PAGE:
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Wireless Magnetoelastic Resonance Sensors: A Critical Review

Author(s): Craig A. Grimes | Casey S. Mungle | Kefeng Zeng | Mahaveer K. Jain | William R. Dreschel | Maggie Paulose | Keat G. Ong

Journal: Sensors
ISSN 1424-8220

Volume: 2;
Issue: 7;
Start page: 294;
Date: 2002;
Original page

Keywords: Magnetoelastic | Sensor | Wireless | Passive | Remote query | Micro-sensor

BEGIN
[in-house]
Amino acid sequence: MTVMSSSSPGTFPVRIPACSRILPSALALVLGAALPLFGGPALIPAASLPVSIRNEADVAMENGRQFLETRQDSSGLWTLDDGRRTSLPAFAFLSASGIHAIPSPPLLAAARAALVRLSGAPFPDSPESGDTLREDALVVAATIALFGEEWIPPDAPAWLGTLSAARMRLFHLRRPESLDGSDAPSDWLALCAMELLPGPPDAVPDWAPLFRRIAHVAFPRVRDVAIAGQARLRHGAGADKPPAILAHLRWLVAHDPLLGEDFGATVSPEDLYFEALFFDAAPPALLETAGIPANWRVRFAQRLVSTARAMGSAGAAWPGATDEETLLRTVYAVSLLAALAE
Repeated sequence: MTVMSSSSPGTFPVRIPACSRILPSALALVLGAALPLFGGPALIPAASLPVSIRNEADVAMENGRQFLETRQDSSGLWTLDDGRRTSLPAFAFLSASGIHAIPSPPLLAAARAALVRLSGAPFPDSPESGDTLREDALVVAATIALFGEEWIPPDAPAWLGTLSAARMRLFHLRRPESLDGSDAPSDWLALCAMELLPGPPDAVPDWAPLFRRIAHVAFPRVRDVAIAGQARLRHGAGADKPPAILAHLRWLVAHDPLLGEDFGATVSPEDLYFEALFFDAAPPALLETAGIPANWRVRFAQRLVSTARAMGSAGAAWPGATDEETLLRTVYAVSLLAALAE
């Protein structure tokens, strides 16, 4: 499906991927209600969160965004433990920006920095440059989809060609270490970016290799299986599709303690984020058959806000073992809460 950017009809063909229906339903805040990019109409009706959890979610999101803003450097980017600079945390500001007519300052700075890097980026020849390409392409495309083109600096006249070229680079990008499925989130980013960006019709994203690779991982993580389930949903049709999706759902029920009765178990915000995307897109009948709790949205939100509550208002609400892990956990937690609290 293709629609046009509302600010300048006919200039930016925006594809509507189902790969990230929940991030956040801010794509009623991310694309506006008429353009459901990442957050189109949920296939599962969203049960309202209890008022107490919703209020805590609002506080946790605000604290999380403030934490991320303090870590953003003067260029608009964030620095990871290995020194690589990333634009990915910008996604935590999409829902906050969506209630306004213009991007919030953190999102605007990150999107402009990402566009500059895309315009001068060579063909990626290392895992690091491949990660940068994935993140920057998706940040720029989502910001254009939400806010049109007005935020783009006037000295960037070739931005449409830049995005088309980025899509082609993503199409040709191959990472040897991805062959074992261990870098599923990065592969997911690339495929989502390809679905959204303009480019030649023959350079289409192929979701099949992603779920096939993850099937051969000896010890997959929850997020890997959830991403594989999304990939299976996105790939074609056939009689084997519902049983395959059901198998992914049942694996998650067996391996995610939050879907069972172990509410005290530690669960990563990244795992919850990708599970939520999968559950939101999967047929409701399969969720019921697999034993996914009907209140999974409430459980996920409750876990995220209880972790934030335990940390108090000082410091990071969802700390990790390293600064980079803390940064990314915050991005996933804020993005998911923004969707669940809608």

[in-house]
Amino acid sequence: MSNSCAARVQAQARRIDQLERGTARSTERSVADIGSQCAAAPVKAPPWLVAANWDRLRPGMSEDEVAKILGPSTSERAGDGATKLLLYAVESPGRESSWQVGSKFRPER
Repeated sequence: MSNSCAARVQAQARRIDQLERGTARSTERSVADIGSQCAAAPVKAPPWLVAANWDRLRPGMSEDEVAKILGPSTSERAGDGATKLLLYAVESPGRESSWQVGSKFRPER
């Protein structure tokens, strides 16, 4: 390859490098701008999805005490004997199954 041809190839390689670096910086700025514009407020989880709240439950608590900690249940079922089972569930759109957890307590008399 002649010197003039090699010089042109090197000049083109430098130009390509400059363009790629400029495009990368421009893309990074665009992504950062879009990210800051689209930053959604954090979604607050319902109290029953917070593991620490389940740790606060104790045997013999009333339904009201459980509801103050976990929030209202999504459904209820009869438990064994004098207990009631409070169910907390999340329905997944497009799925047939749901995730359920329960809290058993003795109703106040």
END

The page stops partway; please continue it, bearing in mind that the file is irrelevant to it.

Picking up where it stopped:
This paper presents a comprehensive review of magnetoelastic environmental sensor technology; topics include operating physics, sensor design, and illustrative applications. Magnetoelastic sensors are made of amorphous metallic glass ribbons or wires, with a characteristic resonant frequency inversely proportional to length. The remotely detected resonant frequency of a magnetoelastic sensor shifts in response to different physical parameters including stress, pressure, temperature, flow velocity, liquid viscosity, magnetic field, and mass loading. Coating the magnetoelastic sensor with a mass changing, chemically responsive layer enables realization of chemical sensors. Magnetoelastic sensors can be remotely interrogated by magnetic, acoustic, or optical means. The sensors can be characterized in the time domain, where the resonant frequency is determined through analysis of the sensor transient response, or in the frequency domain where the resonant frequency is determined from the frequency-amplitude spectrum of the sensor.
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